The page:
The television and radio debates I hear about gay marriage confound me. They constantly miss the heart of the issue.
Those who oppose gay marriage immediately pull the debate toward broad critiques of homosexuality. Does God approve or disapprove? Is it natural or unnatural? Will it destroy marriage as we know it? And way too often, supporters of gay marriage get drawn into those pointless questions.
I’ve got nothing against asking those questions. They’re completely reasonable questions for an individual to ask themselves, but they have nothing to do with the public debate in a free democracy.
We don’t try to regulate what church our neighbors attend, if any, nor whether they are Republican or Democrat, whether they and their lover are married or not, all of which have important social and political implication. We consider those issues private business. Why treat marriage differently?
But opponents of gay marriage don’t want to talk about that. They pursue abstractions instead. Such as “Gay marriage threatens traditional marriage.”
With America’s divorce rate hovering around 50%, it’s hard to imagine what gays could do to hurt marriage that heterosexuals haven’t already done.
And opponents want to argue that gay marriage is wrong.
But that’s easy to fix. If you think it’s wrong, then don’t marry a gay person.
When I taught school, it was clear that some of my former students were taught by their parents to hate Jews, or Catholics, or African Americans. And I shudder to think of some of the dangerous, fringe religious beliefs some people hold dear in this country. But the only way to make it illegal is to force other people to accept my view of the world.
The simple truth is, what someone else believes, deep in their hearts, is none of our business to regulate. Even if we think the practice of those beliefs like bigotry are damaging to our culture, at some point you have to step back and accept that as long as it does no physical harm nor infringes on another’s rights, it probably can’t be regulated and we don’t want to do the police-state sort of intrusive things one would have to do to regulate it.
So if you think gay marriage is bad, teach your children it’s bad and for goodness sakes don’t enter into a gay relationship. But other than that, mind your own business.
But proponents still argue, “The Bible says it’s wrong!”
But that’s their Bible, from their religion. It’s not what everyone believes.
One of the things our forefathers believed was that everyone should be free to worship as they wish. The fact that the Bible says something is a perfectly good reason for a Christian to order their lives accordingly, but it doesn’t give them the right to force others to live out their idea of a Christian lifestyle.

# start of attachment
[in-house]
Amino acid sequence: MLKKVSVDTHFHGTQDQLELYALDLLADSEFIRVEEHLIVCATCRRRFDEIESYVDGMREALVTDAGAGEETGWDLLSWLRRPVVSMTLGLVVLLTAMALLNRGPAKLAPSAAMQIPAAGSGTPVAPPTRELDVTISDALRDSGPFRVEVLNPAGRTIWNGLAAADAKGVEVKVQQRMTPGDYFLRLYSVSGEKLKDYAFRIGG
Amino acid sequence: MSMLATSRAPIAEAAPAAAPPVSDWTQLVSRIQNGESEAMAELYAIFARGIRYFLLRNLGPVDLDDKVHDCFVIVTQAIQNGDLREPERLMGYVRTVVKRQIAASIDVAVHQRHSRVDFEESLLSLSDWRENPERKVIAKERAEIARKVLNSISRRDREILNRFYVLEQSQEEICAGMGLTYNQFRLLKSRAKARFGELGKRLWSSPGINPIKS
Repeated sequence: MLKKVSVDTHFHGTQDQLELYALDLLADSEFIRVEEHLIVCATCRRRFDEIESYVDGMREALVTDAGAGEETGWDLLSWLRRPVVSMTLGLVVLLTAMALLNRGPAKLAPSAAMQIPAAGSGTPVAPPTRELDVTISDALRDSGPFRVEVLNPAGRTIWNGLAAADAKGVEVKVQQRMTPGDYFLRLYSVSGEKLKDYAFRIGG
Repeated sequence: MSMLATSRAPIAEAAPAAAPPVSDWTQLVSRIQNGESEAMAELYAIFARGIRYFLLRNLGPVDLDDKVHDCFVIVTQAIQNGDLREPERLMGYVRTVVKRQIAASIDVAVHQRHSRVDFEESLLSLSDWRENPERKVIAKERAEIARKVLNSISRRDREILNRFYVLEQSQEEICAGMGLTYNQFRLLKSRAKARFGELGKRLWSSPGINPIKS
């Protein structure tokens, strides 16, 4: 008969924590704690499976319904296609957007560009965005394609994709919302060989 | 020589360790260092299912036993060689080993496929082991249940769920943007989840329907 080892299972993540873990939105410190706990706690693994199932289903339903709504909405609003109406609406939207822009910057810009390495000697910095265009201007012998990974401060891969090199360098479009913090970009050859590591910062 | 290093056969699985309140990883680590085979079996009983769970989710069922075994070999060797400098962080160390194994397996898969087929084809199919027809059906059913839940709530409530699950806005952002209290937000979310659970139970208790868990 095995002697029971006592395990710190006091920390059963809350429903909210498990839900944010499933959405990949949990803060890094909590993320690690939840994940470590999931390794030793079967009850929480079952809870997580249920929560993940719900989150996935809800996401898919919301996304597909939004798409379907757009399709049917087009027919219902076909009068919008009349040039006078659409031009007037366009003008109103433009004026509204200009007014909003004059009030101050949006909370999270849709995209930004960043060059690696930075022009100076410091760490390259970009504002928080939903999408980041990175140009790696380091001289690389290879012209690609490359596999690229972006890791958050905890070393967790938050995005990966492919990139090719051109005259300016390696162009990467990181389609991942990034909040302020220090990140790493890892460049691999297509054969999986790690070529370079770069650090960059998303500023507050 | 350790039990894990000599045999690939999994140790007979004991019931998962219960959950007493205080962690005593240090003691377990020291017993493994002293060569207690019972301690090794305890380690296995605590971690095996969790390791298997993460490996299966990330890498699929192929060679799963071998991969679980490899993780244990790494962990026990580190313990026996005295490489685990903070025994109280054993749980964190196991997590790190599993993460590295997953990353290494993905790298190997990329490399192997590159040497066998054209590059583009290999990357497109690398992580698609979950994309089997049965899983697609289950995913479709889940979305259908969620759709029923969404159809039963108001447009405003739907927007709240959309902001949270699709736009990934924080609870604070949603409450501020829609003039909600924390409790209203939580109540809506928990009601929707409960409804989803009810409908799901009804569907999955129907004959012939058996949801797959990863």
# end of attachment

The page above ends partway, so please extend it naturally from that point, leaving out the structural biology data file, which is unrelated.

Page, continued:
What two consenting adults do with their lives is none of our business, no matter how wrong one’s individual faith might say it is. Christianity also teaches that adultery is wrong. Yet it’s not illegal. To control that, you’d have to start meddling in people’s bedrooms. That anyone would want to do that to heterosexuals or homosexuals is at best, bizarre.
There’s something else that’s never mentioned in this debate. Those trying to insure that government forbid gays and lesbians the right to marry are generally also part of a political movement that claims to want to get government off our backs.
Really? They apparently want less government involvement unless it’s something they personally want to control. And then, they want absolute control.
Those who want to tell gays and lesbians that they can’t marry strike me as awfully similar to the men in the Middle East who insist a woman cover her face or wear a burka. They seem say, “My moral view is so superior that I will not tolerate you living your life as you see fit. I know better for you than you know for yourself. And if you won’t willingly do what I say, I’ll pass a law that forces you.”
The idea that people wanted to go to the polls in California last year to make sure another adult of legal age couldn’t live in a loving, legal relationship with another adult of legal age is mind boggling. Because it’s none of our business to make that choice for others.
Gay rights forces have a slogan that says, “Can we vote on your marriage?” It sounds like a stab in the heart of opponents, but opponents would only reply, “That suggests a moral equivalency where none exists. We’re not equal. Hetero is right and homo is wrong.”
And we’re right back to judging gays as bad people.
But opponents don’t really want the argument to be about that because it sounds mean and un-American to label a class of adults involved in legal behavior as secondary citizens, entitled to lesser rights because their nature or behavior offends some. But that’s really what this is all about, judging some Americans to be less equal than others.